The death of a baby

But the story that haunted them most was that of the lost child. Jessie would remember it all her life, telling it again and again to her children and grandchildren, and to me. . . .

Born one month into the voyage, the baby was now some three months old and rarely stopped screaming with colic. He would fight the breast, gulping only a few swallows of milk before arching his back in rage, vomiting it up and howling for more. The little cabin could hardly contain the family, which included three older children as well as the screamer. Sometimes the mother shook him in exasperation, yelling that if he didn’t be quiet she would throw him out the porthole.

Her body was a mass of bruises from being buffeted against the walls, bunks and handrails. She had slipped many times on the wet deck, lying sprawled in the icy sea-foam then dragging herself back to the cabin, wet and freezing. For the past ten days, the ship had been bucketing east across the Southern Ocean in the tearing gales of those latitudes. In another week, the seamen told her, they would tack north towards the western coast of a land so alien and distant that it was known in Gaelic as ‘the country back of the sun’.

When the baby grew quiet from exhaustion, the mother laid him on the bunk under a blanket. She looked down at him with love and pity, at the dark smudges under his eyes, the snuffles and sobs that shook his body even in sleep. She hated herself for her bad temper. Cautioning the other children, she stepped outside to calm herself, perhaps to find her husband, or scrounge a little porridge for the others.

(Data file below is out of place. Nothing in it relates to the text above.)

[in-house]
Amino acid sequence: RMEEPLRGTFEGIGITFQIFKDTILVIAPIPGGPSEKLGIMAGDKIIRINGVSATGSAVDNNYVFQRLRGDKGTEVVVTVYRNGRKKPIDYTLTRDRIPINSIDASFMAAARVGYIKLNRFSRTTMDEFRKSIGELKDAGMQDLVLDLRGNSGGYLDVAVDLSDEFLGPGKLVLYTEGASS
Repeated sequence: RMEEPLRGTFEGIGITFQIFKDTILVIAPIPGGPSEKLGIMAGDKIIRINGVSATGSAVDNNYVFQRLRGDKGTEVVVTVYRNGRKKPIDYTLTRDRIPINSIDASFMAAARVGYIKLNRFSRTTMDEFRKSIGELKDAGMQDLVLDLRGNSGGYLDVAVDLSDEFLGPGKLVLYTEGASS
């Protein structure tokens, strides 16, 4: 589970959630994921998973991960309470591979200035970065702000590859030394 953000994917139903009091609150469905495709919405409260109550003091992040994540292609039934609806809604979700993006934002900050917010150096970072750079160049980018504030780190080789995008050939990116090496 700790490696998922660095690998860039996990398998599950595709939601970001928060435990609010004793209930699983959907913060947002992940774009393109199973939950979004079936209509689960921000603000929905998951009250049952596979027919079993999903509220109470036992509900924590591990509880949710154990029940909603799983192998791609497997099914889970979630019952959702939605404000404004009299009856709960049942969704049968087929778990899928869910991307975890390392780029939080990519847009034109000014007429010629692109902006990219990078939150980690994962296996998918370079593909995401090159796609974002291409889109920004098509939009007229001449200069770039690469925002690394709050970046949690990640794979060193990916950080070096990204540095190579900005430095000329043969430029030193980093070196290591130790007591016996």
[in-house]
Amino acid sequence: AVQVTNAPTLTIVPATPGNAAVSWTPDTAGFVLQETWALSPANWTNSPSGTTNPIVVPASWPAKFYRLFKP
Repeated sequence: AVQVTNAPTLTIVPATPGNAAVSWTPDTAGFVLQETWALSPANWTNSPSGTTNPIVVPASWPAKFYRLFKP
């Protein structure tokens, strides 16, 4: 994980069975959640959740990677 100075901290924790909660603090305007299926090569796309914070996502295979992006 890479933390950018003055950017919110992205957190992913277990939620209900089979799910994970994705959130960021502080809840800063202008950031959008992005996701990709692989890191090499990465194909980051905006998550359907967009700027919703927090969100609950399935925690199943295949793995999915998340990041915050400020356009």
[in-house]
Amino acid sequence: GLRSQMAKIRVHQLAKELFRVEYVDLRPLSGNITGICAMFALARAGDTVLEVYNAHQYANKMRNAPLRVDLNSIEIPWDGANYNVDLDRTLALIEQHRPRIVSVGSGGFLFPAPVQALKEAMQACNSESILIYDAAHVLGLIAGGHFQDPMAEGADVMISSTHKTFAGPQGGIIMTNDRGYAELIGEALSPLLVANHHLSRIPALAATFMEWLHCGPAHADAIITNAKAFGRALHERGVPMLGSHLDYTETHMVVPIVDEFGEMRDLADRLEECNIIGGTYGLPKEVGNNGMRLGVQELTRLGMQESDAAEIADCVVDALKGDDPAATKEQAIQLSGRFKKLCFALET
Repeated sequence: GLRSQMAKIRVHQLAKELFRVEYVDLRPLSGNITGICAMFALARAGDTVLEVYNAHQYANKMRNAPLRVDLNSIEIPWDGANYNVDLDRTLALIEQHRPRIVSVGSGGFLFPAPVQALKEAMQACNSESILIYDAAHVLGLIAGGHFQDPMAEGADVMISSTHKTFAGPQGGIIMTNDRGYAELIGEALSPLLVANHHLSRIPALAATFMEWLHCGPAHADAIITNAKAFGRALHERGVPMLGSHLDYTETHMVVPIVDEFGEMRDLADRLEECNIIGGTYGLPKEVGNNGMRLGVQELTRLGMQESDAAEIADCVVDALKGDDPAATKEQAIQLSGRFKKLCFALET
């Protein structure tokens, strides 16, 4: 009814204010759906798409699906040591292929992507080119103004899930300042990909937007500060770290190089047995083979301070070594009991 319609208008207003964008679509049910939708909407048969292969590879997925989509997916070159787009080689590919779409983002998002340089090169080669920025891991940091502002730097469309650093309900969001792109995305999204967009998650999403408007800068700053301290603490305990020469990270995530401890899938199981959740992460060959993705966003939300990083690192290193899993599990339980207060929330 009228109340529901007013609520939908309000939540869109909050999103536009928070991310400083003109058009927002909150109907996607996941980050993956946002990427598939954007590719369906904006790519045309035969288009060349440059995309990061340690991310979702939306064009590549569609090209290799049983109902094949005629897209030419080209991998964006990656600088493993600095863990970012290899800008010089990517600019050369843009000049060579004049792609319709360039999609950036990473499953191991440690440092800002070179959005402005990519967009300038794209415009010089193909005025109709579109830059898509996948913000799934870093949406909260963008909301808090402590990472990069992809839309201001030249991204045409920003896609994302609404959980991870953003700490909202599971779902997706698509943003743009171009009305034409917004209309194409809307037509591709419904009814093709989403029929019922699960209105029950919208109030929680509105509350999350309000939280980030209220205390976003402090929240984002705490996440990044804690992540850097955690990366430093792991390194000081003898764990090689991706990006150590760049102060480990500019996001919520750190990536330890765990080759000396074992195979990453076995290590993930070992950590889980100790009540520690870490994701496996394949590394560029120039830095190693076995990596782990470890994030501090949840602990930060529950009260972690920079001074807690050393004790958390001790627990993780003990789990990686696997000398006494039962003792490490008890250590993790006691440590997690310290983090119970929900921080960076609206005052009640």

She returned to an unnatural stillness. She thought for a moment that one of the other women on the ship had taken the baby to give her a spell. But her three older children were smug, self-satisfied. ‘He cried again,’ they told her. ‘So we put him out the porthole.’

They had struggled to shove and twist him through the tiny hole, and he fought them. But at last he was out, spinning in the gale, where he was whirled into the mountainous seas behind the ship. He had wallowed for a moment or two, buoyed up by his clothes, then sank.

Impossible to imagine, that mother’s reaction. Her screaming must have shaken the very bones of the ship. Perhaps they tied her up so she could not harm herself, or the children. But then the Gaels had great reserves of stoicism. Their fatalism can easily be taken for passivity, but it was in truth a strength. Cover thy wound, fold down/Its curtained place, wrote the poet Mary Gilmore, herself a descendant of the Highlanders. Silence is still a crown,/Courage a grace. Perhaps the mother simply turned her face to the wall, pulled the blanket over her head to hide the tears, and rose later to go about her work. This is, I know, what Jessie herself would have done.

Shirley Walker, The Ghost At The Wedding (from here) 

 

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